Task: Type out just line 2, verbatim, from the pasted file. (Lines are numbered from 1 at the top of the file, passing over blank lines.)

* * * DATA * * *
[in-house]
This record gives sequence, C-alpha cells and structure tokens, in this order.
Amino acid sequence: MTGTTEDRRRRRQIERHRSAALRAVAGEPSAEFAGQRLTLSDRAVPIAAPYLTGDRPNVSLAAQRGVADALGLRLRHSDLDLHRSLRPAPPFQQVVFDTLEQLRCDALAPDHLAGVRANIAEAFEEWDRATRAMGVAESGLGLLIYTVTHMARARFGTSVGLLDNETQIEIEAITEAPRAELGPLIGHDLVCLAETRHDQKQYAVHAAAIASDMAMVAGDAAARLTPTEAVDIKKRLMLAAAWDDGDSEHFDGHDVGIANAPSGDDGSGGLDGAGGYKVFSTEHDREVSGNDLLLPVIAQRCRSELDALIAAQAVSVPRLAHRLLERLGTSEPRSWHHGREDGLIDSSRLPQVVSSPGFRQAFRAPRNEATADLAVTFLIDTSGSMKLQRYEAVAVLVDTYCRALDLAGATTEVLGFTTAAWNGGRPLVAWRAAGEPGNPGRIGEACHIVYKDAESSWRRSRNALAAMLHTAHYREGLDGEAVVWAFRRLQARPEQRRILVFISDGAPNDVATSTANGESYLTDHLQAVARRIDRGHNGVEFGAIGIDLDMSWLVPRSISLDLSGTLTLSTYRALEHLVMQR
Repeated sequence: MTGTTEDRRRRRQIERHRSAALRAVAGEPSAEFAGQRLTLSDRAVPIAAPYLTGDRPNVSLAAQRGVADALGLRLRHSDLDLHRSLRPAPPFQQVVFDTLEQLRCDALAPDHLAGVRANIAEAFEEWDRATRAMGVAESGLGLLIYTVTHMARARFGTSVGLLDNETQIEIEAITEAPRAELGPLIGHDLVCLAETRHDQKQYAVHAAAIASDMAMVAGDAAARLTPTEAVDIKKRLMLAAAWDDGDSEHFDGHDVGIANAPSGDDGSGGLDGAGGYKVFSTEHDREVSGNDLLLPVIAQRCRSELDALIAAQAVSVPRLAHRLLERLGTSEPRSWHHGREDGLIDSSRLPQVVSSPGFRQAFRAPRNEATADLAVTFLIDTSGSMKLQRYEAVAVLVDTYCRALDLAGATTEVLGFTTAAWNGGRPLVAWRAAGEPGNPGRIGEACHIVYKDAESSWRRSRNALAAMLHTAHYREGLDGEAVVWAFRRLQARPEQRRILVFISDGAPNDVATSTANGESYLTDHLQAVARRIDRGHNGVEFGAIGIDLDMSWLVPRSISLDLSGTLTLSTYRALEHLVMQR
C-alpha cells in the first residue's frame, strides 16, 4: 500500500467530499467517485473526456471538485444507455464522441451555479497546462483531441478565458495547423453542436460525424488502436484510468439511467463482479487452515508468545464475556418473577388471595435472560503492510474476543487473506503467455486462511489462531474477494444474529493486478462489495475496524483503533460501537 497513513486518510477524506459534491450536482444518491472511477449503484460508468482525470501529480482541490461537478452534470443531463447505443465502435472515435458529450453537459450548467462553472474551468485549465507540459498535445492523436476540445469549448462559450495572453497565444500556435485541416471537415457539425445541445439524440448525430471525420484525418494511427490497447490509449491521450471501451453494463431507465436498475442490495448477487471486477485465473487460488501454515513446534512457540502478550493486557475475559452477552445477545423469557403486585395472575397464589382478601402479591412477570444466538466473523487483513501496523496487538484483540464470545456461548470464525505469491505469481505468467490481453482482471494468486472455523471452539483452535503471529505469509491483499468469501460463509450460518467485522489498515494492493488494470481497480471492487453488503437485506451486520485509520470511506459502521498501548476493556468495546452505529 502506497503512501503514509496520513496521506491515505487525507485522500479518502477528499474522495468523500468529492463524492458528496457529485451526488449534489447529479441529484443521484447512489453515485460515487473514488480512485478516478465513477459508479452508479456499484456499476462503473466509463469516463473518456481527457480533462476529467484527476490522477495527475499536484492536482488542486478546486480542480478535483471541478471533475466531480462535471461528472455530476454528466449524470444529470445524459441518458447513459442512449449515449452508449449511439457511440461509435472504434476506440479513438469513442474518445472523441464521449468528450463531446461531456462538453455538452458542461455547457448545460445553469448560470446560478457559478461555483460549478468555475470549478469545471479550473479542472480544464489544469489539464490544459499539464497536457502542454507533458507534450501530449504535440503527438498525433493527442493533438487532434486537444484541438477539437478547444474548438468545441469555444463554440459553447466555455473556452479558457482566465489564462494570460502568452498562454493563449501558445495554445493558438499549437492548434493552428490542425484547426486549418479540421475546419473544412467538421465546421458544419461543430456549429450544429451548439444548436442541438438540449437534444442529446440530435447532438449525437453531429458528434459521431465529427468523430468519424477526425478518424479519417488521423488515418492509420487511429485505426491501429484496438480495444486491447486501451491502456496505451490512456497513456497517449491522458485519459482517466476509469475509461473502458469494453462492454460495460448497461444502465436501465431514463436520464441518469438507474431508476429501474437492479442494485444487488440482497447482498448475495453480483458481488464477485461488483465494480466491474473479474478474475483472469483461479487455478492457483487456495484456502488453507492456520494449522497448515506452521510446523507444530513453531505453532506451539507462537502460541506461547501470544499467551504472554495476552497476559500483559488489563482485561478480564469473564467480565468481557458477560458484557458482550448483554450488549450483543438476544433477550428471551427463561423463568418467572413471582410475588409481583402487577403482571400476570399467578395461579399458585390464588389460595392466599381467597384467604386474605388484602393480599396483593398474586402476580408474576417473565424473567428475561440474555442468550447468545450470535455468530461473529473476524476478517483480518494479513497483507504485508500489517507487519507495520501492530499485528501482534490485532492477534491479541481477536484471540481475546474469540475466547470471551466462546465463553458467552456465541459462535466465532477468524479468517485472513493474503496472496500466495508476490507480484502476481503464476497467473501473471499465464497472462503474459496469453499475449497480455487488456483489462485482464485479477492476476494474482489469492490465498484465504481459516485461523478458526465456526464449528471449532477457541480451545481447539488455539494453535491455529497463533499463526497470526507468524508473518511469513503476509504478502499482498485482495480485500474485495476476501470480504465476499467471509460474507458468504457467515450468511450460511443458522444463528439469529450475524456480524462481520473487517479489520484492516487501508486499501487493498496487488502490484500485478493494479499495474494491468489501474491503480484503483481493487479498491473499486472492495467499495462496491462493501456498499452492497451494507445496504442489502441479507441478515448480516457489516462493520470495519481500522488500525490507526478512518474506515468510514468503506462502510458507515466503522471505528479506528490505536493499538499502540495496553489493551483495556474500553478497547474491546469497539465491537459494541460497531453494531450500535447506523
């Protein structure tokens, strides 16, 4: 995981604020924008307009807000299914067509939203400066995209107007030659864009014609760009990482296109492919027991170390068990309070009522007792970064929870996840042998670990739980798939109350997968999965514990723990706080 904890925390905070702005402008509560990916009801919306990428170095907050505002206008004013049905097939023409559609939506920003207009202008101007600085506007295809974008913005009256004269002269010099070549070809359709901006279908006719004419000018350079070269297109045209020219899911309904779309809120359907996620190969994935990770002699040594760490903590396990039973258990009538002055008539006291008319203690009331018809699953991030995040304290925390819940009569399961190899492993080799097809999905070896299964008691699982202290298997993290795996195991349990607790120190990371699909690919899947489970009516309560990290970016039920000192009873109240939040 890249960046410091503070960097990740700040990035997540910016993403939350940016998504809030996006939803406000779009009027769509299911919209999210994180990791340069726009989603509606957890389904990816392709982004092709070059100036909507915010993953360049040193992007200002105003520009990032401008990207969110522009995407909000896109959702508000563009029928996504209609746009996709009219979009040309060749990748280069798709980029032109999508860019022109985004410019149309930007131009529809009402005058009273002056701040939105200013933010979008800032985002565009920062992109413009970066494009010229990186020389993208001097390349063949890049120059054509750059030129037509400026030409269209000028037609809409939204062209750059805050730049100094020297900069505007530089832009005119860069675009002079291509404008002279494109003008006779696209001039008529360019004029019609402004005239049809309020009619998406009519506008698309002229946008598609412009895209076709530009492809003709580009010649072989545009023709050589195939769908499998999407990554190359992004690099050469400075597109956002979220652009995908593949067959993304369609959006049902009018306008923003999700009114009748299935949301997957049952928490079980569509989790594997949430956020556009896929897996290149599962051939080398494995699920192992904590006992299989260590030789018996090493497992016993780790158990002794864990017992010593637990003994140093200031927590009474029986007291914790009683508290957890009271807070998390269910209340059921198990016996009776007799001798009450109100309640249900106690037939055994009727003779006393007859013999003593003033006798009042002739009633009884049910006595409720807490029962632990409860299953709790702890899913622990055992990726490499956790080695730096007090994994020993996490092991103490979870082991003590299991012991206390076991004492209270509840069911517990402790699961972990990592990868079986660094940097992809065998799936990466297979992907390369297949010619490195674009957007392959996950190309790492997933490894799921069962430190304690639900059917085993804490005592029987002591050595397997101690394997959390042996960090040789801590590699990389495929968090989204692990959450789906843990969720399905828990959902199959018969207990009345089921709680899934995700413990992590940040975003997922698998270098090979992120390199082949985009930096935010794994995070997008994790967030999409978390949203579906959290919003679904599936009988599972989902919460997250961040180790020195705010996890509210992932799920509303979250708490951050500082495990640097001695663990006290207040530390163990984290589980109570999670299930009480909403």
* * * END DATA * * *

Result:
This record gives sequence, C-alpha cells and structure tokens, in this order.